What Is Your Most Gross, Yucky, Disgusting Nursing Horror Story? - page 206
:D Here is my most gross, yucky, disgusting nursing story! I was working a night shift on a tele floor as a new Nurse. We had this one poor old lady who was confused and was restrained as usual for her safety. She was... Read More
- 0Feb 22 by nursefrances GuideQuote from calivianyaAs I read this post I thought, naked....ok, poop everywhere/GI bleed smell....yuck but ok, 24 g in foot now on floor..NOOOOO!!!!One more for now - we had a hot mess post cardiac arrest on a cooling blanket come up and last about 30 minutes on our unit before he finally died again. Family had made him a DNR right before ER wheeled him up, so I'm not really 100% sure why he even came to us in the first place. Anyway, after much to do, visits from the coroner, and postmortem care, one of the nurses volunteered to help roll the guy down to the morgue, and asked the nurses sitting at the nurses' station to watch his patients. I happened to be walking by his rooms when I smelled a poopy GI bleed smell, turned, and saw his patient standing beside the bed fully naked.
Just to make a point, I turned to the nurses at the station and said, "Guys, is he supposed to be standing naked beside the bed?" That finally got some life out of the group and we all went in to get the situation under control. There was black tarry GI bleed poop everywhere. This man had diarrhea, and then he scooted down the bed through his own feces, getting feces from his toes up his legs to his back and even managed to get it all over his fingers. All of his telemetry leads were covered. His pulse ox cord was covered. The side rails were covered, the curtains were covered, and there was poop all over the floor. Of course - it also was the most pungent GI bleed poop you could imagine, so the entire unit smelled like GI bleed for the rest of the night. I pulled a chair over, put a pillowcase in it, and had the patient sit down while we did some damage control and cleaned up the room.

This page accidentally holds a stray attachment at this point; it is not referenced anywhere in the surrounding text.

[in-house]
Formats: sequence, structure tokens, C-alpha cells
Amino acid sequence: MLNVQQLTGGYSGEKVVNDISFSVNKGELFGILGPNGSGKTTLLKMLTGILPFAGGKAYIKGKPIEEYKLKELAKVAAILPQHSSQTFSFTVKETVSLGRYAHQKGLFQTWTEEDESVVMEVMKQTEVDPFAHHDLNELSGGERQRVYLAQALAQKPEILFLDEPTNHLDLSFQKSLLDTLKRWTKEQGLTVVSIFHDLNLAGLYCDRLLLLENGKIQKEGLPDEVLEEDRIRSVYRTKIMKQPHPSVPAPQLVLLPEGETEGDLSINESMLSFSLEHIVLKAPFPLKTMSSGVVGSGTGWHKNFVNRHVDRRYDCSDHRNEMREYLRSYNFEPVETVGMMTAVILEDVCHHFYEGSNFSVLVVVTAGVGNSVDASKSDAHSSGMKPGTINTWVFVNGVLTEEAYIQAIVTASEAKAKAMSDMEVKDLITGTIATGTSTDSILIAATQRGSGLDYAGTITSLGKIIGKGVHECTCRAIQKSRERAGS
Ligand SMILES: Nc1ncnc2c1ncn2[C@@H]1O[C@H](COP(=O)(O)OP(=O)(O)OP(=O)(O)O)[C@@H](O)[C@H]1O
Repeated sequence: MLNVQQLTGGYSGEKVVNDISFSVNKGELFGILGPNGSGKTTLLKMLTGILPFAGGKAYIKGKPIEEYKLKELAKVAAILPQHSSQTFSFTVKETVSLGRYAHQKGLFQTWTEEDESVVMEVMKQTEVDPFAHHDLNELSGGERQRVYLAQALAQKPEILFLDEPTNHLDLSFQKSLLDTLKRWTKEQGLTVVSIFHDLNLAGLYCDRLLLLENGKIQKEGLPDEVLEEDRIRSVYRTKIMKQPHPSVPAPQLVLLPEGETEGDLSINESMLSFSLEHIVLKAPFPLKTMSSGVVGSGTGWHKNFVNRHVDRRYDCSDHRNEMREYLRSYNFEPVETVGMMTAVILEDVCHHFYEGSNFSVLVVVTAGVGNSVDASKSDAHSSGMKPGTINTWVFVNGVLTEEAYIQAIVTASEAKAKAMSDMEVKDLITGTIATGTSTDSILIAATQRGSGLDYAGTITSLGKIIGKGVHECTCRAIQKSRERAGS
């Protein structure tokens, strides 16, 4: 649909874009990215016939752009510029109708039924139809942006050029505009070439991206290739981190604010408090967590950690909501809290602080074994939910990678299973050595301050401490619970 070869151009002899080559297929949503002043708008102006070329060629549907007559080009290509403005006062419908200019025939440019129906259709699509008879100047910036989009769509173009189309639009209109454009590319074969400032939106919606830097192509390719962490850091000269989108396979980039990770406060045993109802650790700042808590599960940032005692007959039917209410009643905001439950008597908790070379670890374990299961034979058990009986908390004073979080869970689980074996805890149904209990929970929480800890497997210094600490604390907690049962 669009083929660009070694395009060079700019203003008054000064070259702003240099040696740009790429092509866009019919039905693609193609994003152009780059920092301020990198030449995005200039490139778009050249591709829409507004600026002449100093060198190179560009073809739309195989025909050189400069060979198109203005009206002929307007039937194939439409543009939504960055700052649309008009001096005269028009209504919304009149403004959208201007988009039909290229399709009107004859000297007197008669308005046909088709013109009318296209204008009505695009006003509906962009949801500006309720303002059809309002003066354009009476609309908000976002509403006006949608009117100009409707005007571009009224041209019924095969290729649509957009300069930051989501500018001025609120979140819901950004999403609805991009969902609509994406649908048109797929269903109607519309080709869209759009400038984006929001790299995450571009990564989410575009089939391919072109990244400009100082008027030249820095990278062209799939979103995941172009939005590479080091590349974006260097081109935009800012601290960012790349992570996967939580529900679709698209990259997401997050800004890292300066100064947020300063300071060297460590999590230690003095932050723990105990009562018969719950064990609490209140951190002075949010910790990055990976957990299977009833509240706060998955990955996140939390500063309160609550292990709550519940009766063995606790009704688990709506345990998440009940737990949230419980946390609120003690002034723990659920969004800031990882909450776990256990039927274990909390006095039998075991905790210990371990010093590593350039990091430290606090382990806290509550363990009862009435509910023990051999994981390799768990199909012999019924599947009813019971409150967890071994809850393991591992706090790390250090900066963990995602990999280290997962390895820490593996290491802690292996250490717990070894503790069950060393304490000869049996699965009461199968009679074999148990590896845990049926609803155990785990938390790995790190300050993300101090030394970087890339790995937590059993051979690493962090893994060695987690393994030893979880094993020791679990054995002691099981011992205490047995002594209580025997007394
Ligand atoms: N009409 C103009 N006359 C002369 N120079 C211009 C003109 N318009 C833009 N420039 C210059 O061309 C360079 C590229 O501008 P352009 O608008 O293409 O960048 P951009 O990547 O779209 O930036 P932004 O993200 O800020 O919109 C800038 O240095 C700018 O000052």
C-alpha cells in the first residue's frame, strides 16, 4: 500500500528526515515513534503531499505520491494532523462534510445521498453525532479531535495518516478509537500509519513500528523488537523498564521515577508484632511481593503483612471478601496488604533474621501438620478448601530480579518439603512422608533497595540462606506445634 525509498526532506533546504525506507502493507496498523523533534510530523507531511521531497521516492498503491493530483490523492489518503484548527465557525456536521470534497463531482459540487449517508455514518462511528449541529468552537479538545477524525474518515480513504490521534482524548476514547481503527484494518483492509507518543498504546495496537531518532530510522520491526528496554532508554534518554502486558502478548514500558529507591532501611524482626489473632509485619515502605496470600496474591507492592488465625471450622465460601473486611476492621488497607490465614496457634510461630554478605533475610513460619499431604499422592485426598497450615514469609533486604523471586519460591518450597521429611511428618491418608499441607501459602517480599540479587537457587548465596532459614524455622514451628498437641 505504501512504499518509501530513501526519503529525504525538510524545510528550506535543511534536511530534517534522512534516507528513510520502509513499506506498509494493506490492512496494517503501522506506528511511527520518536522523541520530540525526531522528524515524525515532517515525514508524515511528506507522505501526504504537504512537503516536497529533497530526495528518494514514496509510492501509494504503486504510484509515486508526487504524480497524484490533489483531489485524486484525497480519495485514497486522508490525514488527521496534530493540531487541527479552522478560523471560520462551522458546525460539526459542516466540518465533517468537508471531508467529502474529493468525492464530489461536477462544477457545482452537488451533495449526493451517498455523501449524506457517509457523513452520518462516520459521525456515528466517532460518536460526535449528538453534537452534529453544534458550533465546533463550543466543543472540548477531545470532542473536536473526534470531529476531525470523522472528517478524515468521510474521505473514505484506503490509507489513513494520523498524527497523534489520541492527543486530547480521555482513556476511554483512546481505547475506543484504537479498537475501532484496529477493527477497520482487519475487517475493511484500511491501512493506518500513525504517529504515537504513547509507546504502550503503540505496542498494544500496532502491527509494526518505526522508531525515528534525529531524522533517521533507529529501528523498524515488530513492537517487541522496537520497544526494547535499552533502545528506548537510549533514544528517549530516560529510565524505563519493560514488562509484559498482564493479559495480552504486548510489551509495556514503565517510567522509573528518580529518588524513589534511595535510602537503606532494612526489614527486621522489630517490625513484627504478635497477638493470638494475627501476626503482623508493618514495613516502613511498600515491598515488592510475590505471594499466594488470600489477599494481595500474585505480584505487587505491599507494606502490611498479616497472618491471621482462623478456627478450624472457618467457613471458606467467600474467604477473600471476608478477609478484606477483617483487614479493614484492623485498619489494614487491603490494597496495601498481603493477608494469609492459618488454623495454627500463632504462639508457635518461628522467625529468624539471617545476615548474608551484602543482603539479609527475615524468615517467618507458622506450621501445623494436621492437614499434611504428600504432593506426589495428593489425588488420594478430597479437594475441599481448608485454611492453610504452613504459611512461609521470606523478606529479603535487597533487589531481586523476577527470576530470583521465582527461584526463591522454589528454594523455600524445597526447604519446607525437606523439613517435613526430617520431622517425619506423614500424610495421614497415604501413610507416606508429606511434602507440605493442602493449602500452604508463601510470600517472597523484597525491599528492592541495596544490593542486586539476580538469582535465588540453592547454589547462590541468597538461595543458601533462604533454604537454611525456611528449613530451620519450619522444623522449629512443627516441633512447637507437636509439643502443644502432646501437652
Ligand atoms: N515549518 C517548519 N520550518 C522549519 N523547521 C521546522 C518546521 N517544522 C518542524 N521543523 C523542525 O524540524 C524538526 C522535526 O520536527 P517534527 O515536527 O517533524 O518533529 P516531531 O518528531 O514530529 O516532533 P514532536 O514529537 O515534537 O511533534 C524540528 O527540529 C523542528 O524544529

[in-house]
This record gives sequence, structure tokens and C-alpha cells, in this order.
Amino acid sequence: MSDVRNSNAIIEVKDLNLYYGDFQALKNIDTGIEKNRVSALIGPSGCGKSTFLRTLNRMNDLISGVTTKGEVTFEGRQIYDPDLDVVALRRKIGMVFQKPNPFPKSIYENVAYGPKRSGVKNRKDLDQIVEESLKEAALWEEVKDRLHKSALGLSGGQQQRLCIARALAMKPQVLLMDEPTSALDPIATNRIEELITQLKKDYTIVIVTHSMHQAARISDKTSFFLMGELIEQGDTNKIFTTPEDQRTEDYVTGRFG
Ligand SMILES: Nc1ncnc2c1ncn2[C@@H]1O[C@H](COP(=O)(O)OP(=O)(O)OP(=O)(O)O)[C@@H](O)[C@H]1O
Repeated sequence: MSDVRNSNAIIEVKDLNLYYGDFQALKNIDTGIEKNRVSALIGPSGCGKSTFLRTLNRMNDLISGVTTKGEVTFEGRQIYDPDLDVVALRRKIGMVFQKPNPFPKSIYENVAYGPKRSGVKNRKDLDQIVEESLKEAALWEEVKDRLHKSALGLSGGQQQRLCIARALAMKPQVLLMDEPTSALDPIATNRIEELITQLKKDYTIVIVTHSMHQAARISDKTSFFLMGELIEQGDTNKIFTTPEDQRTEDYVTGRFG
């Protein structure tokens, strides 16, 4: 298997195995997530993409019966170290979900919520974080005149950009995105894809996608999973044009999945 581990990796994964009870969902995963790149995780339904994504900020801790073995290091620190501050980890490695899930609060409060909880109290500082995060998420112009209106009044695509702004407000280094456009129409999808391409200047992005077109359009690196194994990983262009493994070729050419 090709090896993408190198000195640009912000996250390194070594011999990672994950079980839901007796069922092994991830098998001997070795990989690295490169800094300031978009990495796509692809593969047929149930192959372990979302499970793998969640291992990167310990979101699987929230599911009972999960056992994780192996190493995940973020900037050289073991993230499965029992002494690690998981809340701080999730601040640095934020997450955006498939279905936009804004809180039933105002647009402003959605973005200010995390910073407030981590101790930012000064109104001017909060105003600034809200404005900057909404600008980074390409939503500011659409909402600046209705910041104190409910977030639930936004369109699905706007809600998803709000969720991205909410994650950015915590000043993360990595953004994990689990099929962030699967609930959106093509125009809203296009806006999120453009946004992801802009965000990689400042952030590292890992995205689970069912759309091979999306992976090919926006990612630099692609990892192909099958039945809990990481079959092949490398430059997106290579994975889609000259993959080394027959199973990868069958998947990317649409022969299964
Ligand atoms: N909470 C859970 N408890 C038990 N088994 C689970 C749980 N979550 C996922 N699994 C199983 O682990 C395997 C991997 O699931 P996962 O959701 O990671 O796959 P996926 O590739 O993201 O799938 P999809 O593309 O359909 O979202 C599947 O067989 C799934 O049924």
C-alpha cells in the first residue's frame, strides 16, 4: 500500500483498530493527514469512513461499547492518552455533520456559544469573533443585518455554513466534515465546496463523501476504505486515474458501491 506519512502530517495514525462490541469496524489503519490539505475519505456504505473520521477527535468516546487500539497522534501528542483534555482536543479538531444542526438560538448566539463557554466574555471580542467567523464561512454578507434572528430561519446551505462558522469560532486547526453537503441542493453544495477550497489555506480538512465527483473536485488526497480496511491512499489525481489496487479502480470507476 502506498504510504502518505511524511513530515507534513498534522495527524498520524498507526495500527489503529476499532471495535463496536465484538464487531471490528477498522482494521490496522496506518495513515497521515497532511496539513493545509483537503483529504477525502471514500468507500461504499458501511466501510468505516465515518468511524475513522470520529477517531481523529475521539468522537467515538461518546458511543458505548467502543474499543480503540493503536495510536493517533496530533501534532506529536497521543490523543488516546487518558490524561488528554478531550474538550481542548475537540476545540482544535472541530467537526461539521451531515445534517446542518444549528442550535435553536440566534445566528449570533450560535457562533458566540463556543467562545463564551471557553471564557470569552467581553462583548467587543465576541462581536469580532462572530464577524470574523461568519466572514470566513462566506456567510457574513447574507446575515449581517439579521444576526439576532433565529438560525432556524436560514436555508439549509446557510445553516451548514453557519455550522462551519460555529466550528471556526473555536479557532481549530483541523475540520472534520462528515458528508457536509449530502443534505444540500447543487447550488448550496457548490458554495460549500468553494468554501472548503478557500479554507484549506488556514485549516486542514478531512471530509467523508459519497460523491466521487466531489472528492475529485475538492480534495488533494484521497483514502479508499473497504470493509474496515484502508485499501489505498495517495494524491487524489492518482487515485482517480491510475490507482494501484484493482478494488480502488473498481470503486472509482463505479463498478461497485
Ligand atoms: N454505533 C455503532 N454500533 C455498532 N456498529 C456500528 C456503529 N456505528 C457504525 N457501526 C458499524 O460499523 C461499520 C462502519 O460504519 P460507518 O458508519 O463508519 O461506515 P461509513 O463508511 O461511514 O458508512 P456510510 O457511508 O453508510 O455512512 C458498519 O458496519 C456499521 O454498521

The worst part of the whole story was that the guy ripped out his sole 24g IV in his left foot in his attempt to get out of the bed. The PICC team had tried to place a PICC line the day before but had failed, so this was his only access and he was on a much needed Protonix drip. It had taken seven nurses to get in that one IV because the patient's veins were so tiny and fragile, and the nurse who had put it in the night before honestly started doing the lower lip wobble when she saw that the IV was out. I thought she was going to burst into tears at the sight of the lonely IV catheter in the floor, still hooked up to the tubing, Protonix dripping out onto the floor...
We have hard sticks daily in our surgery center and when you see the tegraderm hanging and the 24g catheter just blowing in the wind, ugh!